Thursday, June 9, 2011

Kale and Goat Cheese Calzones

So, we are in the middle of boxing up our entire life to get ready for our big move to Texas; the house is not the way I like it and the kids are climbing our cardboard pyramids as play structures. Since we have two weeks left I am clearing out the fridge and pantry, whittling down the amount of food we either eat, pack or give away. And in the middle of it I forgot I signed up to feed the missionaries. Um, oops. At least they called and reminded me the day of. That was helpful, but I was still humbled to have anyone see us in the process of whole house deconstruction. I also had to take a quick walk to the grocery store to pick up a few things since  the contents of my fridge are reduced. I slapped together some pizzas and a summery salad I really liked, and promise to write about later, and called it good. 

I made one of my favorites, potato and rosemary, a zucchini and mozzarella, and a classic margherita. Then Justin used some of the leftover Thanksgiving turkey we just found in the depths of the freezer (don't judge too much) to make his own meaty pizza. I wasn't tempted by the freezer aged turkey pizza since I had three delicious veg pizzas to keep me occupied. I probably even said as much. The missionaries powered through the pizza and then scanned through my large collection of cookbooks while we cleaned up dinner. After processing my pizza preferences and cookbook titles, one of the young missionaries asked in slight horror, "You're not vegetarian are you?" 

I laughed, grinned and said, "Not quite full-time." He continued to be aghast and waited for an explanation. I try not to be preachy about my beliefs, but if you really want to ask, I'll tell you. I answered lightly, " I decided to take Word of Wisdom at its word."
"Yeah, eat meat sparingly, among other things."
"Then do you a lot in the winter, it says that you know."
"No, I still don't eat a lot then, I don't think that is quite it." 
"But it says to."

Thankfully that was interrupted, but really. Really? I couldn't believe I was being told by a 20 year old, missionary or not. There may have been some lightness in his voice, but he had earnest conviction in his interpretation of the Word of Wisdom. I was humored how he fixated on that bit. Though, that isn't the first time I have heard people do that. 

I was in Sunday School last year when we covered the D&C and had the token lesson on Section 89. As the teacher read the verse, the meaty one, there were suddenly mumbles and whispers around the room about how that really wasn't applicable today because we have clean food and refrigeration. Really? Really.

I didn't raise my hand or correct anyone. I'm not the expert and don't want to call anyone out.  But when people ask I don't withhold my opinion. Here is the way I see it. Take it for what it says, don't try to reinterpret some hidden meaning or emphasis, or excuses exist in age of freezers. I don't judge what "sparingly" means to you, just don't lose the meaning or message in the words. They are what they are. I will judge what I eat and is okay to me that I can feel correct about, and you do the same for you. I say be conscious and honest with yourself.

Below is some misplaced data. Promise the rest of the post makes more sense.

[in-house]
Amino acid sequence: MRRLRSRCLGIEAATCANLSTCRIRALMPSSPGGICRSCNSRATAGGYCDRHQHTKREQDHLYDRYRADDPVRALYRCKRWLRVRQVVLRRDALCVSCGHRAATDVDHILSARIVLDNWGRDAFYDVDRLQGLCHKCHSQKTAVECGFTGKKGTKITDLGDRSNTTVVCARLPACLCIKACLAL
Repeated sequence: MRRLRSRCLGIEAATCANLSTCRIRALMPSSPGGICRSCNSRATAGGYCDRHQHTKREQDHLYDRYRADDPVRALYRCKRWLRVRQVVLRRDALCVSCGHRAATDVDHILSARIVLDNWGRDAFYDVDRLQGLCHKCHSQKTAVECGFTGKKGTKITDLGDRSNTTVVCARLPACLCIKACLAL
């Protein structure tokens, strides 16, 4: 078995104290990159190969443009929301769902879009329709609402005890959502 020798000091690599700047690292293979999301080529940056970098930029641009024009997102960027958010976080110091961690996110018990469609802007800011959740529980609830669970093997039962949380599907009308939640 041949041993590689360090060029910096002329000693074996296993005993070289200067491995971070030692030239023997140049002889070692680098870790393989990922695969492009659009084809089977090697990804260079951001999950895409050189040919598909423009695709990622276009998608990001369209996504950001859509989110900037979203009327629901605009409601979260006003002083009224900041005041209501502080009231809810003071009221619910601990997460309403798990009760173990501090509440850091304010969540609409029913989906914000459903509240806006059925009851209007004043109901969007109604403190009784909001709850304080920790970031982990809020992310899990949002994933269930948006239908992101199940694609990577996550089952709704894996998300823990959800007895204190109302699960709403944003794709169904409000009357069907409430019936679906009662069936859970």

Oh, and fridge is also food for produce among other things. And there are vegetables, even in winter.

Here is my favorite calzone I have been meaning to share with you. Kale is available year round, delicious paired with goat cheese. The pungency of the greens with the creamy, tangy goat cheese is a great pairing.
The kale is easy to love here, even if you haven't been a fan in the past. I recommend giving it a go. 

Kale Goat Cheese Calzones

1 T. olive oil
1/4 cup red onion, chopped
1 bunch kale or about 6 cups chopped
1 cup mozzarella, torn with your hands or grated
4 oz. goat cheese, crumbled
sea salt and pepper

Preheat the oven to 450*. Heat a large skillet over medium high heat. Add the olive oil. When hot, saute the red onion. While onion is cooking, wash kale and remove stems, chop. When onion begins to color add salt and pepper and  kale to the skillet. Cook about 5 minutes, until kale becomes more tender. Remove from heat and place kale and onion mix in a towel and wring out excess moisture. In the skillet or in a bowl mix in cheeses and adjust seasonings to taste. 
Shape dough into a large round or four small rounds. Place kale and cheese mixture on half and fold dough over and seal. Bake on a preheated stone or a baking sheet until golden brown and puffed about 20-30 minutes. 

What would you have said?


  1. I think you made this for our family after I had Savannah...loved it!! I think I will add this recipe to my recipe ziplist. Funny about the missionary--I would have done just what you did. If someone asks your opinion, by all means give it ;) Maybe he'll think more on it and it will be for his benefit. It is difficult to change how we eat and I am not as good at it as you are, but every bit helps!

    It sounds like our families are in the same house deconstruction! I hope it's going well. We will miss you!!

  2. Hey now, the best person I know is vegetarian.

    However, if you're going to tug at certain words or phrases, you have to be willing to accept criticism for ignoring other words or phrases. After all, I don't think you adhere to "wheat is for man, oats for the horse" admonition.

    I would have said, "hey now, the best person I know is vegetarian."
    oh wait I already did


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